Discussion in 'Reloading' started by Pheroze, Feb 15, 2016.
Unnecessary but sooooo pretty!
I agree, I like shiney brass
It does just make you fell better doesn't it.
I think it does cut down on the possibility of being sticky in the firearm too. On the practical side.
No it doesn't but thinking that helps you justify the time you spend cleaning it. But I'm with you brother; I use stainless steel pins which gets everything real shiny inside and out.
I take whatever the tumbler spits out and am happy with it as long as it shoots
It's my voodoo.
But the 375 brass is like the most beautiful piece of Edwardian art that I have. It behoves me to treat it well.
Au contraire! Clean brass not only allows for better extraction, but I shoot straighter, reload faster and I am more appealing to members of the opposite sex!
I use the little steel pins too! Love em'
Keep shining them all Pheroze.....I'm with you they look great!
OK, now whats all this talk about little steel pins? Still using corn cob media and frankly its outdated, slow and a PITA. Lets hear it.
I'm old fashioned and use corn, walnut for the real dirty range brass. Stainless steel media requires a rotary tumbler and liquid. To me drying the brass would be more of a pain in the ass unless you live in Phoenix
Don't need shiny just clean 10mins in the ultra sonic cleaner then stand on the drying rack overnight.
I looked at corn but the mess and the idea of fishing out stuck bits of corn put me off. The stainless steel pins last forever. I use an old rock tumbler my son had when he was little, throw in pins and a drop of dish detergent. A few hours later I have clean brass. I need to upgrade my tumbler because I can only clean about 20 at a time in a kid's rock tumbler .
I clean after the brass is prepped. I don't mind waiting for them to dry because the case prep process etc. tends to take up the time I have. The next day I have beautiful, clean and dry brass.
I use crushed walnuts and they do a nice job along with a tablespoon of Brasso,,they come out looking like New Money
Nothing beats an hour in the tumbler for making pretty.
Go easy on the Brasso. Its great stuff but has ammonia in it which is a brass killer. I like it too but I don't use it around ammo or brass.
Ditto. I use an ultrasonic cleaner I purchased off eBay and a cleaning detergent called Citranox that is safe for reloading brass. The brass comes out clean and shiny. Even the primer pockets are very clean. Another solution that a friend of mine told me about for drying the brass after it comes out of the ultrasonic cleaner is a food dehydrator. You can get them off Amazon or eBay for a very low price ($40-$60), and the low temperature air that circulates through the trays is perfect for drying brass relatively quickly. I have heard of people using counter-top/toaster style ovens to dry the brass, but I worried even at the lowest temperature setting, it might be too hot and result in annealing the whole piece of brass, and thus the case head. Probably not true, but enough that I decided a food dehydrator was a better option.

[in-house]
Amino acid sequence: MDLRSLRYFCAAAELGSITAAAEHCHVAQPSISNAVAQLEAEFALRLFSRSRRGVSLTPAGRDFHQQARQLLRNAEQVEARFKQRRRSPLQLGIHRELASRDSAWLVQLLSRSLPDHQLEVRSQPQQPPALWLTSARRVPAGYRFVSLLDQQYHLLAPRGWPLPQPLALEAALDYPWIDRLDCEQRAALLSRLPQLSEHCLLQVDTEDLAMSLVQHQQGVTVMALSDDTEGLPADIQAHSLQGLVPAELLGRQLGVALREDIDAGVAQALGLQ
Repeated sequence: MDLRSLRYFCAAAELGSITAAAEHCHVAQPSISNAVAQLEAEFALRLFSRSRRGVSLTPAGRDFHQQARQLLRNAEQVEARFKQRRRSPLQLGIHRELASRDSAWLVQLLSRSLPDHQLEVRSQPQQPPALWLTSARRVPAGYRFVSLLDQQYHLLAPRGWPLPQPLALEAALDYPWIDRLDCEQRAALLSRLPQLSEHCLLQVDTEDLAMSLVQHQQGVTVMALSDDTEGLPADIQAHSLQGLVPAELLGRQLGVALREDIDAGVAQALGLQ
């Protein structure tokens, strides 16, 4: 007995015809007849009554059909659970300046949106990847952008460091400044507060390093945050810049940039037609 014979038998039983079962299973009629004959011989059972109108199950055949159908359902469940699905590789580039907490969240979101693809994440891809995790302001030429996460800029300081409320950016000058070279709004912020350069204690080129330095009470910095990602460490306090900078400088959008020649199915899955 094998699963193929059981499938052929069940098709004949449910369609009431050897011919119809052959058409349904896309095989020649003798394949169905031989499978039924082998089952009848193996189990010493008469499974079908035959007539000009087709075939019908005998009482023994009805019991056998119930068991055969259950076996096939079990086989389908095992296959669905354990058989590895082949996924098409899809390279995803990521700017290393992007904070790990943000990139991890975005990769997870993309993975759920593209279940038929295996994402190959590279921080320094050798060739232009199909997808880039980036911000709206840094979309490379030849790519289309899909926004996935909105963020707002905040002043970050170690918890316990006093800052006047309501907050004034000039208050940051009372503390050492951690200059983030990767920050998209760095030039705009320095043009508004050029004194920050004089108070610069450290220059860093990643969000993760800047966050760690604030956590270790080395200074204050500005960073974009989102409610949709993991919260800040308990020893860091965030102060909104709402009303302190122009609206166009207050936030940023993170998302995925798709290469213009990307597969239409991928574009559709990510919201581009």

I used to air dry my brass on a rack, but on a couple of occasions, I found that despite me shaking the brass vigorously after rinsing before I put them on a rack, I had some water droplets inside the case which wet my powder, and probably primer. I probably wasn't letting them dry long enough, but I would have thought 12-24 hours was enough. Anyway, the food dehydrator may be a solution in need of a problem, but it's cheap, and gives me peace of mind.
After removing from the Thumbler's Tumbler, I rinse and then lay my brass on a bath towel. Gather one end in each hand and with the brass laying in the formed pouch, Alternately raise and lower each hand rolling the brass back and forth in the towel. Then I take the brass and spread on a cookie sheet covered with foil, put it in the oven set on the lowest setting with the oven door cracked open for about 30 minutes. Clean and dry inside and out and doesn't get hot enough to hurt the brass. It takes a little longer, but if you deprime the brass first, the primer pockets will also be spotless.
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